Ever have the way you do something that you’ve done a certain way a million of times before–like eating a bagel for breakfast, taking the train to work or watching movies–unexpectedly change forever because of one seemingly innocuous act? Walk with me…
Like a lot of you, I love seeing movies on the big screen in a movie theater. In fact, when I was broke while in college and couldn’t afford movie tickets, I snagged a job as a “mystery shopper” for movie theaters, which meant I got paid to watch movies in return for me snooping on and ratting out theater managers, ticket sellers and concession stand clerks to their corporate owners. Being a professional stooge wasn’t something that filled me with pride, but I did get to see Goodfellas, Mermaids, Ghost and dozens of other early ’90s flicks on the company dime, which softened the sting of my ethical compromise.
Then, a college pal who was majoring in film said something to me that changed my movie theater-watching experience forever. (If you don’t want to have your movie-watching experience changed, too, then scroll past this section.) He told me that a black or white dot appears on the upper right-hand corner of the movie screen every 15 minutes or so as an indicator to tell the projectionist to change film reels–and that it means the scene is about to end and also that the shot is about to switch from light to dark or dark to light.
Now, my friend thought he was just showing off and sharing his newfound film knowledge. For me, however, it had permanent consequences on my film-watching experience. I must have watched thousands of movies before without ever noticing the dots. After that, however, every time I sat through a movie those dots stood out like flashing neon signs, instantly yanking me out of my film-watching reverie and making me anticipate the scene ending and focusing on whether the shot was about to go from light to dark or dark to light.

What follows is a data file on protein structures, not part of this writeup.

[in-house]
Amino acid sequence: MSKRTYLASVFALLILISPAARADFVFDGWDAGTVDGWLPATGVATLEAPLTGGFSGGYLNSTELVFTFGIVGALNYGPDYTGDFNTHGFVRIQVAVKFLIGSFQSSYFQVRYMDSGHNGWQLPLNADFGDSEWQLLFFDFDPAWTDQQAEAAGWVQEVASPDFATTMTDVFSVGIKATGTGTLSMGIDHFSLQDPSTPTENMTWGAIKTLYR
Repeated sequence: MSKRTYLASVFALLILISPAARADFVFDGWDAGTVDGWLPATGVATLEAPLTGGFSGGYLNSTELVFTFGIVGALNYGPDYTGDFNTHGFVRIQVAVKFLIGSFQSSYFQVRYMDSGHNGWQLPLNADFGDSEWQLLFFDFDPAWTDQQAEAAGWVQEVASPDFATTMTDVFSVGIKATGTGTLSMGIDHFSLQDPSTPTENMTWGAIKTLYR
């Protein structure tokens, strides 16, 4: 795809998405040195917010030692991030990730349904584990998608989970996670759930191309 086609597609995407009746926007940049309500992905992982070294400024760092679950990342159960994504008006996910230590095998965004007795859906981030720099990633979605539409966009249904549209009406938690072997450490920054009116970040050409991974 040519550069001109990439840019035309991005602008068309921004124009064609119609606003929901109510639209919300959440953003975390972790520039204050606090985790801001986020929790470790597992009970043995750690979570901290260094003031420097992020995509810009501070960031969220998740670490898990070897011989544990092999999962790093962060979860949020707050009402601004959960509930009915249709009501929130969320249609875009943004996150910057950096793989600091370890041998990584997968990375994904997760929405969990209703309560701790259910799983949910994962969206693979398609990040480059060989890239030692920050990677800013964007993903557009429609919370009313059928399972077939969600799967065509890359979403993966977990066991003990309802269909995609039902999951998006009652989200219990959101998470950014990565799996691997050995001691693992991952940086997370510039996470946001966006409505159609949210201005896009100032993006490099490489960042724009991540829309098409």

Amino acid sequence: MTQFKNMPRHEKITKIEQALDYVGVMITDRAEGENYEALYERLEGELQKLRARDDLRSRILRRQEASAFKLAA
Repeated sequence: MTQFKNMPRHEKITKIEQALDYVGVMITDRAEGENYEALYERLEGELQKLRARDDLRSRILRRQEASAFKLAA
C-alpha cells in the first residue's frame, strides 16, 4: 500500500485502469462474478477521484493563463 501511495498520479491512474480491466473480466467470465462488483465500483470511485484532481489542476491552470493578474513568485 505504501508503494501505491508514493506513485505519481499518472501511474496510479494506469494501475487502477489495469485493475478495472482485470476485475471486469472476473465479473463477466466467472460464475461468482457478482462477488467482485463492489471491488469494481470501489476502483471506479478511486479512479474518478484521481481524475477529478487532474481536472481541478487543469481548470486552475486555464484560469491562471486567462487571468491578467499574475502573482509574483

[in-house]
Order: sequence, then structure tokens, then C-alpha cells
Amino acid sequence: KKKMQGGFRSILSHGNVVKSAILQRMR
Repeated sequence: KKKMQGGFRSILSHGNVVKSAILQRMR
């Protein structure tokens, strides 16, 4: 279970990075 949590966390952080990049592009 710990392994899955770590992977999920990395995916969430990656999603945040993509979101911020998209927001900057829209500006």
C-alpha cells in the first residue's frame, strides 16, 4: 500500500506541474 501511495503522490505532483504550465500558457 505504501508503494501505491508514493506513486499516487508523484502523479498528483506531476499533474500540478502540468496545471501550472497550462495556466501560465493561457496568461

I recently experienced another unexpected permanent change–coincidentally, also to my movie-watching experience, and now also to my TV-watching experience. Turns out, one of my husband’s former bandmates has found a totally surprising second career as a background actor. He regularly posts pictures and videos of himself on Facebook appearing on the big and small screens as a restaurant customer, juror, park bench sitter, sports fan, duck feeder, wedding guest, funeral attendee, doctor, patient and disinterested passer-by strolling down the street.
Even though I’ve seen thousands of movies and TV shows without ever noticing the background actors before, ever since Gary started making these Facebook posts, whenever I watch movies and TV shows now, my attention is focused totally on the men, women and children in the background. The way they excitedly mime talking to each other without actually saying words. Their voiceless laughs. Their fake coffee sips. Seriously, the primary actors might as well not even exist when a background actor is on the screen.
The reason I’m telling you all this is because I want my Hormonology Tips and Hormone Horoscopes to be the movie dots and background actors of your menstrual cycle.
I want my seemingly innocuous website or app that you probably stumbled across by accident or that a girlfriend nagged you into looking at until you finally did just to shut her up to unexpectedly and permanently destroy the old ways that you’ve perceived and acted toward your menstrual cycle and hormones for years and years and replace them with something different–hopefully, something far more positive and useful.
For instance, whenever you think about your period, I want you to shake off the long-pushed belief that it’s the worst week of your cycle and remember that once you see red, it means estrogen starts its two week-long rise and it will be elevating your mood, energy, creativity, verbal skills, motivation, optimism and libido with it.
And that whenever you think about your premenstrual week, instead of believing mood changes and lethargy are out of your control, you remember there are many study-proven ways you can rein in premenstrual symptoms and enjoy a happier pre-period experience.
And that whenever you think about your hormones or someone mentions the female cycle, you don’t automatically grimace, but instead think about how they help you pinpoint the best days to do just about anything, such as scheduling a vacation, building a doghouse, going on a job interview, brainstorming a great idea and bonding during a heartfelt one-on-one with a cherished friend.
I’m hoping that, despite the millions of times you’ve heard movies, TV, comedians, co-workers, friends and family joke about your menstrual cycle being oh-so bad, your visits here forever make you realize that they’re wrong–and this new way of looking at your menstrual cycle turns it into a practical tool that has the power to make your whole life better.
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